Part of the more budget friendly section of the Galaxy S21 series, the Galaxy S21 and Galaxy S21+ are starkly different from the Galaxy S21 Ultra. Dating back to last year, there was not much to complain about with the Galaxy S20 and Galaxy S20+. Naturally, the Galaxy S21 and Galaxy S21+ are mere design refreshes with incremental upgrades.
Body and Build
Like their elder sibling, the S21 Ultra, the staple ‘Contour Cut Camera Design’ is here too, although both the devices have distinct builds. The Galaxy S21 sports a plastic back, weighing a lighter 169 g and coming in at 7.9 mm thin. On the contrary, the Galaxy S21+ has a noticeably more premium feel in the hand given its Gorilla Glass Victus protected glass back, although it is slightly heavier at 200 g and comes in at 7.8 mm thin. Despite build quality differences, both smartphones are equipped with a front Corning Gorilla Glass Victus layer and full IP68 water and dust certification. Just like the Galaxy S21 Ultra though, both the Galaxy S21 and Galaxy S21+ lose support for microSD expansion.
As for the display, both smartphones come equipped with a 2,400 x 1,080 FHD+ resolution O-dot Infinity panel of varying sizes, equipped with an in-display ultrasonic fingerprint scanner. On the 6.2-inch Galaxy S21, the pixel density is adequate however on the 6.7-inch Galaxy S21+, you find some reminiscence of fuzziness especially in text. This comes as a surprising move from Samsung, considering the Galaxy S20 and Galaxy S20+ from last year had WQHD+ resolution panels. One reason for the switch though could have been the growing number of users who operated their displays at 120Hz and FHD+ resolution, only sparingly using the full WQHD+ resolution.
However, with these being flagship smartphones, we would have liked to see not only the variable 48-120Hz Dynamic AMOLED 2x panel which is what the Galaxy S21 and Galaxy S21+ come with but also the ability to run this at full WQHD+, just like on the Galaxy S21 Ultra. Being Samsung panels, features such as contrast ratio, the peak 1,300 nit brightness and stereo speakers make the multimedia experience on both devices pleasing. And despite not having a curved display, the screen-to-body ratio of 87.2 and 88.3 per-cent on the Galaxy S21 and Galaxy S21+ makes for an immersive multimedia experience.
Power and OS
Differences aside, the core usage experience on both the smartphones remains identical. Equipped with the Exynos 2100 5 nm processor and Mali-G78 MP14 GPU, you get a snappy and responsive phone. Here, you find 8GB of RAM and up to 256GB of storage, the latter being an upgrade that heavy storage users may need to opt for given the lack of microSD card expansion. A good portion of this user experience is also governed by how well Samsung’s One UI 3.1 is optimized, on top of Android 11.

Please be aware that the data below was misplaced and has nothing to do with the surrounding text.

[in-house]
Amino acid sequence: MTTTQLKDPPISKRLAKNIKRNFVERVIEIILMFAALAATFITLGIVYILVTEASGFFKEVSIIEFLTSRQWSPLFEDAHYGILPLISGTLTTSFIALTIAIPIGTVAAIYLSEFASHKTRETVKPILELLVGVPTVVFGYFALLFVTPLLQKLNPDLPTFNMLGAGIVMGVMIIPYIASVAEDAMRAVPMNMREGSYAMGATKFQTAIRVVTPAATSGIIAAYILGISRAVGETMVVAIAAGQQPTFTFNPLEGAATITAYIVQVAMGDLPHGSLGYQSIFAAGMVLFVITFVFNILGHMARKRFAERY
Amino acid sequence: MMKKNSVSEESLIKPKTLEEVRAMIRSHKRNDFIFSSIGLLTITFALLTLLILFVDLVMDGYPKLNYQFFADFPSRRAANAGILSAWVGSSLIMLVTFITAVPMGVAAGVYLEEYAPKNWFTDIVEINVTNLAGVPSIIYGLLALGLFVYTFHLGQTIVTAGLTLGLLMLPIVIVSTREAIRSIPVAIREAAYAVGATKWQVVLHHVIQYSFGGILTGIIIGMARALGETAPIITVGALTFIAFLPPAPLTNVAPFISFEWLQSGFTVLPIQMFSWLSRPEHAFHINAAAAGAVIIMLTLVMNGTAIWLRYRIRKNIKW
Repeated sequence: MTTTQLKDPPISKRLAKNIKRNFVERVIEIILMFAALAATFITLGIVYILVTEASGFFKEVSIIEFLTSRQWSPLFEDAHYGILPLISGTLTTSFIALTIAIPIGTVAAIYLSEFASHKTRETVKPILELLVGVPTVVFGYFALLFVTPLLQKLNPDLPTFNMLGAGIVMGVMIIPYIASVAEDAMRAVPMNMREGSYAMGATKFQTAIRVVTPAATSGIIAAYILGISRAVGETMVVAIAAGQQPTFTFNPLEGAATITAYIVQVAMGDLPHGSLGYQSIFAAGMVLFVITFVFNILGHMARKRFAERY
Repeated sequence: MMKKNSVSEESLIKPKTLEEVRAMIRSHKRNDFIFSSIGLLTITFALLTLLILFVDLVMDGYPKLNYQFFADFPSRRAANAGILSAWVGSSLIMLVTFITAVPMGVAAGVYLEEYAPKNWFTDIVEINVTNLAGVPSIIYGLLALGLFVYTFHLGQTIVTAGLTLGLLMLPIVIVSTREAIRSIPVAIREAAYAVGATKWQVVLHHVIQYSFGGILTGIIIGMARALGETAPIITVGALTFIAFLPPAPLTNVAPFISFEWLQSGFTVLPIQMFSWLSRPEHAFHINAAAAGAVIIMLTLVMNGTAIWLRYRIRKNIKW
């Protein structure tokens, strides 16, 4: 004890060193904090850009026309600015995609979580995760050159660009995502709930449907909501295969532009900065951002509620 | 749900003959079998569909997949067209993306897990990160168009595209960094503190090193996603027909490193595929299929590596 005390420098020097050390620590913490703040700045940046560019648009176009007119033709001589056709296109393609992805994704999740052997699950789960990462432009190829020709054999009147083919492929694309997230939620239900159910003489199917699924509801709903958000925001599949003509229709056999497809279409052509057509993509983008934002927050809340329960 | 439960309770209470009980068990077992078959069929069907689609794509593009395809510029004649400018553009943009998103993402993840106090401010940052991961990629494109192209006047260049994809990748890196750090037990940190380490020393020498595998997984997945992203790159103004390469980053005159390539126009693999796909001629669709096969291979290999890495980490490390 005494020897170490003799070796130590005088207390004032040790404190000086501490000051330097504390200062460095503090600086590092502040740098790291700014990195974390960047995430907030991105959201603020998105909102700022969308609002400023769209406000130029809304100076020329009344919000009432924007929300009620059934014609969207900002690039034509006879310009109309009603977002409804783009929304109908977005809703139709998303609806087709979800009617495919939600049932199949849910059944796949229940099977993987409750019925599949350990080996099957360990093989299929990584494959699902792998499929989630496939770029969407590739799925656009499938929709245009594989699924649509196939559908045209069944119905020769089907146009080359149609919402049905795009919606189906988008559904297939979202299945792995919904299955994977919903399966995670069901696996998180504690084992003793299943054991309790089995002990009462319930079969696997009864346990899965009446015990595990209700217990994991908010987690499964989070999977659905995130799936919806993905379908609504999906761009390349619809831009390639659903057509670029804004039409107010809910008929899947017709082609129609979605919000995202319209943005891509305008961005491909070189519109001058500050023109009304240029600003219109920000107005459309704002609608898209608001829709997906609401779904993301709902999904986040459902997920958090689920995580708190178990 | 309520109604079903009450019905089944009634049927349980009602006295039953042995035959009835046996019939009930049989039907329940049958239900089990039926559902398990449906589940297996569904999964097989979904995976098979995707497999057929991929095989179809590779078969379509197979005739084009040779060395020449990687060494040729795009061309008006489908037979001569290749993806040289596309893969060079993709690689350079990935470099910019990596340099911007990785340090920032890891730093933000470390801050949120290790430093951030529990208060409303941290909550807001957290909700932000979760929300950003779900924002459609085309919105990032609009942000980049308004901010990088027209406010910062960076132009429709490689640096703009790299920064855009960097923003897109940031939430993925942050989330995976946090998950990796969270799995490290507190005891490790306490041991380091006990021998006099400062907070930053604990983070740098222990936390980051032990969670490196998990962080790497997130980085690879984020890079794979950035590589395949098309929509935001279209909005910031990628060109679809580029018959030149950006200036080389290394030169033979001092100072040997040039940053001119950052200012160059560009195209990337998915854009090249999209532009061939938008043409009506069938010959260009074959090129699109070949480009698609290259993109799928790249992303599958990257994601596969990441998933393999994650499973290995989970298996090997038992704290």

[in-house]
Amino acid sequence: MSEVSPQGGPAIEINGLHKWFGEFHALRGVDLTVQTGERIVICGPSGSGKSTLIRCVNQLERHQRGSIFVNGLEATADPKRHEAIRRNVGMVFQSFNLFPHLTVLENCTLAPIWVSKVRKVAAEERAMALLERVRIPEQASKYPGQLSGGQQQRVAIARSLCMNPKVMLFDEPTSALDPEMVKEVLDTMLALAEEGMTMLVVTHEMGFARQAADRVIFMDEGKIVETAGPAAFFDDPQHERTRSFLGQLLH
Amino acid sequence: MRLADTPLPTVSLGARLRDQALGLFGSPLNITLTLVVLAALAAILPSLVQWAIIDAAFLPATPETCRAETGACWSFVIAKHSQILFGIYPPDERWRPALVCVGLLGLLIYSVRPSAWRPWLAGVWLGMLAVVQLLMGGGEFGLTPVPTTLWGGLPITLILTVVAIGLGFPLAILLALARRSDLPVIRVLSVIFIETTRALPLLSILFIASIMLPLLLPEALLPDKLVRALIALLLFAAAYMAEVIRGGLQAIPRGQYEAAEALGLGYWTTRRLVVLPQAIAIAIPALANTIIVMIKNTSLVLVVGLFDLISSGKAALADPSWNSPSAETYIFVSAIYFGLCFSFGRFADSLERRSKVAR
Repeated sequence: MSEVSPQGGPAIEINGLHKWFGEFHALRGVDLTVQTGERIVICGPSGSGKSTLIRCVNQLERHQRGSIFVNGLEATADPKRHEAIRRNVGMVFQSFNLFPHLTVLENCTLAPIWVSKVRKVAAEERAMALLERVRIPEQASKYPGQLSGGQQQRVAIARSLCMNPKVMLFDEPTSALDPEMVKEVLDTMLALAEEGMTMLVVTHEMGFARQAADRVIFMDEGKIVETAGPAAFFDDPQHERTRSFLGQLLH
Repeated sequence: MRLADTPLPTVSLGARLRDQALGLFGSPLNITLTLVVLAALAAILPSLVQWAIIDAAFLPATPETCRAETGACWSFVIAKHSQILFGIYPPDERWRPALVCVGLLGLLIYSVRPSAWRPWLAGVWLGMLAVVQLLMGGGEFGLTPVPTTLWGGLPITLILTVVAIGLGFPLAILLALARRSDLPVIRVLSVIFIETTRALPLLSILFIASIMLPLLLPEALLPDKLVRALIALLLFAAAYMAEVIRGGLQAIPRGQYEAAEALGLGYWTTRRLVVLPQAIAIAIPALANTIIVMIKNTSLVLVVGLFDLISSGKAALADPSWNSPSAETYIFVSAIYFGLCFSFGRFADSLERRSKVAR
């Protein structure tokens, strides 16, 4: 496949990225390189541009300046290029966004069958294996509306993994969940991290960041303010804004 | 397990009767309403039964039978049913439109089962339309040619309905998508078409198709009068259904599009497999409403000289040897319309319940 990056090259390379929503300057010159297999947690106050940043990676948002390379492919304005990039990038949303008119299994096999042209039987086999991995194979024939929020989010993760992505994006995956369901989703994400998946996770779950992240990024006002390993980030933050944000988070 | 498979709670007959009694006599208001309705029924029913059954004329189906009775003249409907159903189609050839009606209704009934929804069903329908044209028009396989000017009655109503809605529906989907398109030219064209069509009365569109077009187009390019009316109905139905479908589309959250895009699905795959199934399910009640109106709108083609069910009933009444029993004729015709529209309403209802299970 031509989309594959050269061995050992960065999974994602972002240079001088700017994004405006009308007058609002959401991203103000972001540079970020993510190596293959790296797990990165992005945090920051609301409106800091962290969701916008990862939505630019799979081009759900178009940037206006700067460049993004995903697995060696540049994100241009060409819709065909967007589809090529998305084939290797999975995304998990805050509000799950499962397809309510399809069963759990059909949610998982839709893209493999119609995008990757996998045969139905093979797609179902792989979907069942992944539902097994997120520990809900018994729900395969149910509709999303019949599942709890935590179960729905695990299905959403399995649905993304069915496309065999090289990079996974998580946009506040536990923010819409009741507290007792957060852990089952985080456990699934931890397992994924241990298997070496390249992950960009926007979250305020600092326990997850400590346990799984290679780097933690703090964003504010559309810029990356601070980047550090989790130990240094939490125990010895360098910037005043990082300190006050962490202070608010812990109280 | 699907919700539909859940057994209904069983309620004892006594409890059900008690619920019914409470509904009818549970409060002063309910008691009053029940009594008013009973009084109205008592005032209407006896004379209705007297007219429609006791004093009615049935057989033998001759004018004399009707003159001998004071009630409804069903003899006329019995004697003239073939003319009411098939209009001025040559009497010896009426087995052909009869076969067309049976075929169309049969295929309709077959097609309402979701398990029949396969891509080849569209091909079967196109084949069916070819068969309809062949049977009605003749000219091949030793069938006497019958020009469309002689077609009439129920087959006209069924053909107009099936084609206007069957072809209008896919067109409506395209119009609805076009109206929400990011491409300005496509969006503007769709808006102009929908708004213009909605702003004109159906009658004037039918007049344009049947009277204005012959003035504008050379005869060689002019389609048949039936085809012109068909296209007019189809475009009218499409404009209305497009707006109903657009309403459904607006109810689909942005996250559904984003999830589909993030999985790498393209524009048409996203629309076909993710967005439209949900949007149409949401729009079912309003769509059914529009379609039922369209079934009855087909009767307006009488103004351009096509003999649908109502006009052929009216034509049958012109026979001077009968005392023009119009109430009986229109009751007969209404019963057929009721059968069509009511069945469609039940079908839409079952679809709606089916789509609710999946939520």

In this case, using the Galaxy S21 or Galaxy S21+ will not make you miss any of the Galaxy S21 Ultra features. The lack of S-Pen support is minor, especially on the smaller screen Galaxy S21 however all your core features including Samsung DeX, multi-window support and reliable multitasking are present. Likewise, the smartphones can also be used for heavy gaming. But they display a similar heating up pattern to the Galaxy S21 Ultra when multitasking for longer durations. We believe this might be an inherent property of Samsung’s new processor and should be addressed as the phone adapts to your long-term habits via as well as future software updates.
The uniformity in both smartphones continues when it comes to optics. Here, you find a triple-camera setup comprised of a 12MP f/2.2 wide, 64MP f/3.4 telephoto with 3x hybrid zoom and a 12MP f/2.2 ultra-wide-angle lens. This setup’s hardware features are near identical to the Galaxy S20 and Galaxy 20+ series from last year.
However, it is software that Samsung has worked on the most. You benefit from a new Single Take mode, improved night-time processing and a feature called Director’s View, allowing you to film using all the camera lenses on the phone simultaneously. You also find support for up to 4K 60 fps shooting using all the lenses on the smartphones and a bonus 8K 24 fps option. We are also glad to see an improvement in the smartphones’ 10MP selfie camera, which can now process images using a ‘Natural’ and ‘Bright’ preset based on preference.
For a detailed look at the camera and camera samples of the Samsung S21 and S21+, please click here.
Battery and Charging
Owing to the size differences of the Galaxy S21 and Galaxy S21+, they sport a 4,000mAh and 4,800mAh battery respectively. On a heavy day of usage with 5G enabled, you should see an average on-screen time of 6-7 hours. On more moderate days, this should increase depending on your usage. The better battery life here is thanks to Samsung’s optimization and also due to the smartphone pushing a FHD+ resolution as opposed to a WQHD+ one.
While a charger is not included out of the box given the environmental angle Samsung has taken this year, you will be able to benefit from 25W wired giving you a full charge in just over an hour, 15W wireless and 4.5W reverse wireless charging.
The incremental updates on the Galaxy S21 and Galaxy S21+ do not make them assured buys for all users. Although, their lower starting price compared to last year may be a small driving factor. The Galaxy S21 retails for Dh3,199 whereas the Galaxy S21+ retails for Dh3,799. Both are currently on pre-order, where you will also be able to benefit from a free Galaxy Buds Live, SmartTag and 1 Year Samsung Care+.
If you're looking for a more detailed review of the Samsung Galaxy S21 and S21+, please find the longer version here.